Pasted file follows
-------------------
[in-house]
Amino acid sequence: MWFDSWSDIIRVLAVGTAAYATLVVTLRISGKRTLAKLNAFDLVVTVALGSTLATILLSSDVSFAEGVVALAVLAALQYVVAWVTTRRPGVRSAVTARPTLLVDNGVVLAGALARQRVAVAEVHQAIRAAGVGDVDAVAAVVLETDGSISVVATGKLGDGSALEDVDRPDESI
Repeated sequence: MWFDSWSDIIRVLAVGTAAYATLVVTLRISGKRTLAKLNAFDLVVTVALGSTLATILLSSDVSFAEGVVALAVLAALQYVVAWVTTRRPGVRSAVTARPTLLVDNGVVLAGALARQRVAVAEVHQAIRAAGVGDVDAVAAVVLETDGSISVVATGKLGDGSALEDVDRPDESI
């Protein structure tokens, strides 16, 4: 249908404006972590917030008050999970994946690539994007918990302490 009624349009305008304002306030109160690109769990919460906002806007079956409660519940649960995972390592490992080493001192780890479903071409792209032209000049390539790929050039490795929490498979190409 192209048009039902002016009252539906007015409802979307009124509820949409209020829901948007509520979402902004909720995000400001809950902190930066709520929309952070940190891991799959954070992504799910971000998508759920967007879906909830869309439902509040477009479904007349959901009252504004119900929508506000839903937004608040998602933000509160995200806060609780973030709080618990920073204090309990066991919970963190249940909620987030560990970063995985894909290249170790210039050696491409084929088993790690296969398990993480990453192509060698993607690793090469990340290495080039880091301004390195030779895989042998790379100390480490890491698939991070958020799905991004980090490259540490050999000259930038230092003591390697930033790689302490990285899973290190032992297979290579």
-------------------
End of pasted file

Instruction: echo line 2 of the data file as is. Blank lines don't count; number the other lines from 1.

Amino acid sequence: MWFDSWSDIIRVLAVGTAAYATLVVTLRISGKRTLAKLNAFDLVVTVALGSTLATILLSSDVSFAEGVVALAVLAALQYVVAWVTTRRPGVRSAVTARPTLLVDNGVVLAGALARQRVAVAEVHQAIRAAGVGDVDAVAAVVLETDGSISVVATGKLGDGSALEDVDRPDESI